David Lorimer gives a detailed account of Ḵˇormuj (Ḵormuj) after having visited the town in the 1910s (Lorimer, pp. 366-79, 1035). In his time, the town was adjoined by traces of an older one, which had been destroyed by the Persian governor of Shiraz at the beginning of the 19th century. Ḵˇormuj was a mercantile center consisting of about 350 houses. The population numbered 1,800; nearly all were Persian-speaking Shiites, with very few Arabs.

In the Qajar period, Ḵˇormuj was a center of learning and the birthplace of several writers and poets, among them Mirzā Jaʿfar Khan Ḥaqāyeqnegār Ḵˇormuji (1810-1883). He was the author of Āṯār-e jaʿfari (a geography of the world, with special attention to Fārs), the Ḥaqāʾeq al-aḵbār-e nāṣeri (a history of the reign of Nāṣer-al-Din Shah), where he for the first time described the true story behind the death of Mirzā Ṭaqi Khan Amir Kabir. He also composed two shorter prose works, Ḥaqāʾeq al-moṣiba dar tāriḵ-e Karbalā, and Nozhat al-aḵbār. Apparently, Nāṣer-al-Din Shah was not impressed by the candid treatise on his rule, and consequently Ḥaqāyeqnegār was exiled to Iraq, where he later died.

Contemporary poets from Ḵˇormuj include Sayyed Musā Abṭaḥi (1933-1998), who wrote poetry in Persian and Arabic, and Sayyed Esmāʿil Behzādi (b. 1949), who published his collection Āvāy in 1991 under the pen name Ṣafā.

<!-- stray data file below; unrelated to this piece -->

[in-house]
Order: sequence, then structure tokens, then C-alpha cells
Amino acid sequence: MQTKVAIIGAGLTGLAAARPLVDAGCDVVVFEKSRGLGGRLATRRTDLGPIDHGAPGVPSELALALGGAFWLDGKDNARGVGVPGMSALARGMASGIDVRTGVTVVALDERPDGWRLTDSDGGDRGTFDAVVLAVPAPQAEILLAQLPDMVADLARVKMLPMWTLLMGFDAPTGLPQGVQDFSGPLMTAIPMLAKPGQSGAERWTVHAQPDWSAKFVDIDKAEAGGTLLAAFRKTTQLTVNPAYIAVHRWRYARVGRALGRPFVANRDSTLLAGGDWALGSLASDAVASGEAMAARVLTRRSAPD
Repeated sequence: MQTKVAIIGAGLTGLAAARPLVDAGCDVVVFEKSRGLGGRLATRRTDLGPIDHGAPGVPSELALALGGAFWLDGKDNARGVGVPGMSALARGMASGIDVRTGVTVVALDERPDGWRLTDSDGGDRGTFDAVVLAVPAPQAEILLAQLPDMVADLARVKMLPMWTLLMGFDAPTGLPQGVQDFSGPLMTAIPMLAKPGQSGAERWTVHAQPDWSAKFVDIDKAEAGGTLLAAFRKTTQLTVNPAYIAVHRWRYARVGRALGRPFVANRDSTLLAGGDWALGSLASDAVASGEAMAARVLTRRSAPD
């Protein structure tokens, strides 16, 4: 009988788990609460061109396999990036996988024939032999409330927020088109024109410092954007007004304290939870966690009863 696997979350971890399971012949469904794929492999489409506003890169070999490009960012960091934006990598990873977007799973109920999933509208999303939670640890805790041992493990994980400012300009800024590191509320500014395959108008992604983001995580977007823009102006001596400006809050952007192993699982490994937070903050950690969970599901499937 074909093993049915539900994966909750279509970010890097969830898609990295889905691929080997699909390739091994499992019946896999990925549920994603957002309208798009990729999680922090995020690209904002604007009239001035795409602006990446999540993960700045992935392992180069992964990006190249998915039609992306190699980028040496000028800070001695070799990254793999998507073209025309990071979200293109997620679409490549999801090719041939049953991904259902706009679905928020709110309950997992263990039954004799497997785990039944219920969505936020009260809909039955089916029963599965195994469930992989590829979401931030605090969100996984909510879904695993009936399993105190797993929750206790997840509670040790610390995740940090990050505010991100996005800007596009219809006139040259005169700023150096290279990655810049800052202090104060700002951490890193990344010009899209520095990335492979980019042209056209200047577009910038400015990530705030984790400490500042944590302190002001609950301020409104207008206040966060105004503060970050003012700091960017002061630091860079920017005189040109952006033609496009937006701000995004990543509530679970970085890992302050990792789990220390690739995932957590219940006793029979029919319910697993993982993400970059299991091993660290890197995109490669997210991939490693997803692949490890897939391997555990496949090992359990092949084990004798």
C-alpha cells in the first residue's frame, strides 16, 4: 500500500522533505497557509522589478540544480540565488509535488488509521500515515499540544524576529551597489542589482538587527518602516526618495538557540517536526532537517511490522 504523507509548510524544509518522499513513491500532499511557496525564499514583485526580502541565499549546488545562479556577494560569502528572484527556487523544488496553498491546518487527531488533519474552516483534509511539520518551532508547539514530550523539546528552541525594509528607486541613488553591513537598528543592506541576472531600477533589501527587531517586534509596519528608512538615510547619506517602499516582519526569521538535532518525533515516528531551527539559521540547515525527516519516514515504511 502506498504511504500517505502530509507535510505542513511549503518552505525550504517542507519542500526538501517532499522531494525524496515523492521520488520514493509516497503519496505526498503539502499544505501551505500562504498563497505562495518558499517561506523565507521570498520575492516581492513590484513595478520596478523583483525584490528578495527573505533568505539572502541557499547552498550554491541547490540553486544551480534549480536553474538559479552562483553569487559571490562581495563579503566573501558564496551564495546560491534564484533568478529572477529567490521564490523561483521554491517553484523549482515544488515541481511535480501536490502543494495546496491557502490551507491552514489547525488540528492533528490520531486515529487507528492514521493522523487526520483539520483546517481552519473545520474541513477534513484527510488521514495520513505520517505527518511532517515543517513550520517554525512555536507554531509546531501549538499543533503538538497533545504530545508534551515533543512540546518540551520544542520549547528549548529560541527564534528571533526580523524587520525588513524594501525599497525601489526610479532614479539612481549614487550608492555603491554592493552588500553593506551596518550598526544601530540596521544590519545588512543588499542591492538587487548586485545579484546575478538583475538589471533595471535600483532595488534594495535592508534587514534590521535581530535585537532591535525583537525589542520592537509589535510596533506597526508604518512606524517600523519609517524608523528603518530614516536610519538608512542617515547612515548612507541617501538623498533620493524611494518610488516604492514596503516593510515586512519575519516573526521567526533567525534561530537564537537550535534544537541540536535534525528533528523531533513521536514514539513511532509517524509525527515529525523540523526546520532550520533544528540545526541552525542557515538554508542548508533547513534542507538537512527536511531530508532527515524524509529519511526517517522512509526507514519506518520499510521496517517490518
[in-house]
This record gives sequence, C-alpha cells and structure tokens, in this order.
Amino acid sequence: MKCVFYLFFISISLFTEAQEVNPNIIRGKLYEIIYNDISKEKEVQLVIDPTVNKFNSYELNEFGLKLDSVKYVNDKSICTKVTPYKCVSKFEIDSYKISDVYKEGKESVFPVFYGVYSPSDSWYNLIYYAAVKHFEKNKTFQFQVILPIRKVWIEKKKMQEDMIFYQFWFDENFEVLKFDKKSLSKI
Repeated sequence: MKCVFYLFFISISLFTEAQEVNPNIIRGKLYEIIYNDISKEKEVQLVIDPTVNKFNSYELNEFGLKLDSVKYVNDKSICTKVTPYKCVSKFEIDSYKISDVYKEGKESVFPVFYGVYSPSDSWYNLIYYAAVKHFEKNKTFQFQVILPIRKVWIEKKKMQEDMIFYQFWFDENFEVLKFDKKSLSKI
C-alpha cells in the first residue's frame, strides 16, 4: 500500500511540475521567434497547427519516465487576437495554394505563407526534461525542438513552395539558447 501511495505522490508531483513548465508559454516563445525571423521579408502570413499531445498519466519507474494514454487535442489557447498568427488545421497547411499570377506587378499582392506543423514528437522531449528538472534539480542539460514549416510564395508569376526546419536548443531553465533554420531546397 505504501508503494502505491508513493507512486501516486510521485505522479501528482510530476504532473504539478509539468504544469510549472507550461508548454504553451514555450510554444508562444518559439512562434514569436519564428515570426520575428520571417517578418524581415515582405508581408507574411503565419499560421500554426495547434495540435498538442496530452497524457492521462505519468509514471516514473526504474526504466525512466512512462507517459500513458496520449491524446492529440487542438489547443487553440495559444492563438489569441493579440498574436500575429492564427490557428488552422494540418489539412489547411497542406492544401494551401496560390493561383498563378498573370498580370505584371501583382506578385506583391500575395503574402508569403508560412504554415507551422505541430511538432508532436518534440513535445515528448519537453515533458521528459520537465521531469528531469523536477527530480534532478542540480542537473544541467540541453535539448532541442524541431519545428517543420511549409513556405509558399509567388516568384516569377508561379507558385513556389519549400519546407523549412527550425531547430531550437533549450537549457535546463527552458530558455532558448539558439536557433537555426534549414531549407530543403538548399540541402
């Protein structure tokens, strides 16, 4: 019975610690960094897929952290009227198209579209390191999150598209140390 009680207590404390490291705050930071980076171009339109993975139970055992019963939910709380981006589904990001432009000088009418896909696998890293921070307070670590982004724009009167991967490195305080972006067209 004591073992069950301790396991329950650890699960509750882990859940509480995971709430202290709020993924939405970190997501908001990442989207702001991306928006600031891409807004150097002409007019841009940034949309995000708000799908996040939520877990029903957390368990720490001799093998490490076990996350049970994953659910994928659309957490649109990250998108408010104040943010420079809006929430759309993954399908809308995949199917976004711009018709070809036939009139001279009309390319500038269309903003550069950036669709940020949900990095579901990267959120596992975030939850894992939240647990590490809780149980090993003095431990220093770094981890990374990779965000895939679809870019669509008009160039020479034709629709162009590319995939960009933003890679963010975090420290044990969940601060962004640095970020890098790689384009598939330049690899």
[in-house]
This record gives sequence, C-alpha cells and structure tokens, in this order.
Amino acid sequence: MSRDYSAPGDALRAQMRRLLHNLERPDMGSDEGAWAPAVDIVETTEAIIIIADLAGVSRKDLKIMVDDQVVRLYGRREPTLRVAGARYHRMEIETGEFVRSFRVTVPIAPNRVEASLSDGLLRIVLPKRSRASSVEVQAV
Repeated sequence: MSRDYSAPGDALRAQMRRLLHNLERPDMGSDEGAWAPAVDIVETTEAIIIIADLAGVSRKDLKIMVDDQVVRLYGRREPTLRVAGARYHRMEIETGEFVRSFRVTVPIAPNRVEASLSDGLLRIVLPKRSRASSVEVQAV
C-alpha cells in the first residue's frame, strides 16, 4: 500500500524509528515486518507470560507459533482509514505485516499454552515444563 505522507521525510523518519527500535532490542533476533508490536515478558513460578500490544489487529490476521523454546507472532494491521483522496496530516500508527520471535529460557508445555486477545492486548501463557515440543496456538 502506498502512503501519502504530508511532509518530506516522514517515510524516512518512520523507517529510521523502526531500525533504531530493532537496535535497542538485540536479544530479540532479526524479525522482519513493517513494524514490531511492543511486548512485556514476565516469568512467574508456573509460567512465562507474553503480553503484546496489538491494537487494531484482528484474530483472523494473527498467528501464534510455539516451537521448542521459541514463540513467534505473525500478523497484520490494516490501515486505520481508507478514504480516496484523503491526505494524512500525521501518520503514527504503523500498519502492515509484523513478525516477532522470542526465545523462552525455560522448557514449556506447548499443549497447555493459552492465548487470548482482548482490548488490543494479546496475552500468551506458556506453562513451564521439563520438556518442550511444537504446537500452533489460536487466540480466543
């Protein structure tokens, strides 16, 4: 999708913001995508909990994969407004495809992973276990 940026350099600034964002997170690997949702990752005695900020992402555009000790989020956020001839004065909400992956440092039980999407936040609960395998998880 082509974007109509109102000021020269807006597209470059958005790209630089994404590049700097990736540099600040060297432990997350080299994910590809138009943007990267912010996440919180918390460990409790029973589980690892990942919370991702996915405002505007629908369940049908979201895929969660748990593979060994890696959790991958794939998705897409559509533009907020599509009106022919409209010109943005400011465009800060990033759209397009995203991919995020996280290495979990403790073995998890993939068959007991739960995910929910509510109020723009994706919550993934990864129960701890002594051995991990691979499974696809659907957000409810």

The town and the sub-district are home to a number of historic sites. In Ḵˇormuj stands the only remaining tower of Ḵˇormuj Fortress (qalʿa; Figure 1) or Moḥammad Khan Dašti Fortress, which was comfortable and elegantly furnished when Lorimer visited the building (Lorimer, p. 1035). Another residence built by Moḥammad Khan Dašti is the ʿEmārat-e Širina, located to the east of town close to the Banga date palm plantation. On the southern outskirts of Ḵˇormuj is a tomb (emāmzāda) believed to be that of Mir Eram, a grandson of Noah through Shem. On top of a rocky height on the east side of the Mond mountains, 30 km to the west of Ḵˇormuj, near Ḥaydari village, is Ḥaydari Fortress, also known as Qalʿa-ye Mond or Kalāt-e Mond (Figure 2). It is a rock-cut monument consisting of two chambers and numerous passages on four levels above the ground, built sometime between the 3rd and 10th centuries CE. According to local traditions, it served as a Zoroastrian fire temple (Ātaškada-ye Ḵˇormuj). This possibility was refuted by Ball and Whitehouse, who agreed that the structure had been used by a small religious community, but hypothesized that it had functioned either as a Buddhist or a Christian monastery (Ball and Whitehouse, p. 150).